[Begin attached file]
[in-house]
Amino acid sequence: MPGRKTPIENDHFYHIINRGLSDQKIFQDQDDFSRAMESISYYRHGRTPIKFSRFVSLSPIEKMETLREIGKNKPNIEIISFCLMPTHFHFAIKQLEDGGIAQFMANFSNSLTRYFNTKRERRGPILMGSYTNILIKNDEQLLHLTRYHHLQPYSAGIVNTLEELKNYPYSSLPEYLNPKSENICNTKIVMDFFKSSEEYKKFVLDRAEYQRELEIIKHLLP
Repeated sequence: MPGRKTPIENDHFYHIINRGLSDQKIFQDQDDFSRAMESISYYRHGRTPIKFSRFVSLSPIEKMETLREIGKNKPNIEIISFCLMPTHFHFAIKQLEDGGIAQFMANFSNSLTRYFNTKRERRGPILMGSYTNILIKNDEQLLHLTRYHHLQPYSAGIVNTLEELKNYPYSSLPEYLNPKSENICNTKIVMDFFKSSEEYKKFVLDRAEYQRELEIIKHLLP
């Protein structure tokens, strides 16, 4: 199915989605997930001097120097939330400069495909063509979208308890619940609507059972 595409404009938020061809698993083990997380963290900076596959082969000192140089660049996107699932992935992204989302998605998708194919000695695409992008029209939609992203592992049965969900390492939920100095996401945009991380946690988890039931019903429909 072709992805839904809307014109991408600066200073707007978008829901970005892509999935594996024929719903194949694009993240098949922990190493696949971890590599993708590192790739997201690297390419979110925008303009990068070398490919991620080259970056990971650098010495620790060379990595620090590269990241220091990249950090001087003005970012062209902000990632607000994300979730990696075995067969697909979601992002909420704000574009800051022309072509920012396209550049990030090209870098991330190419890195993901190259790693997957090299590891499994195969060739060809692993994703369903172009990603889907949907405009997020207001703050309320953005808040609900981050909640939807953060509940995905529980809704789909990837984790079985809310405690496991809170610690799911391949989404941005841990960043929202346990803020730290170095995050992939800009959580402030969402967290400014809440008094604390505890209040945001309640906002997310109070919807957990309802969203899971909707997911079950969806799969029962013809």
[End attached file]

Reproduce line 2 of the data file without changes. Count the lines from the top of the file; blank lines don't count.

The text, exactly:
Amino acid sequence: MPGRKTPIENDHFYHIINRGLSDQKIFQDQDDFSRAMESISYYRHGRTPIKFSRFVSLSPIEKMETLREIGKNKPNIEIISFCLMPTHFHFAIKQLEDGGIAQFMANFSNSLTRYFNTKRERRGPILMGSYTNILIKNDEQLLHLTRYHHLQPYSAGIVNTLEELKNYPYSSLPEYLNPKSENICNTKIVMDFFKSSEEYKKFVLDRAEYQRELEIIKHLLP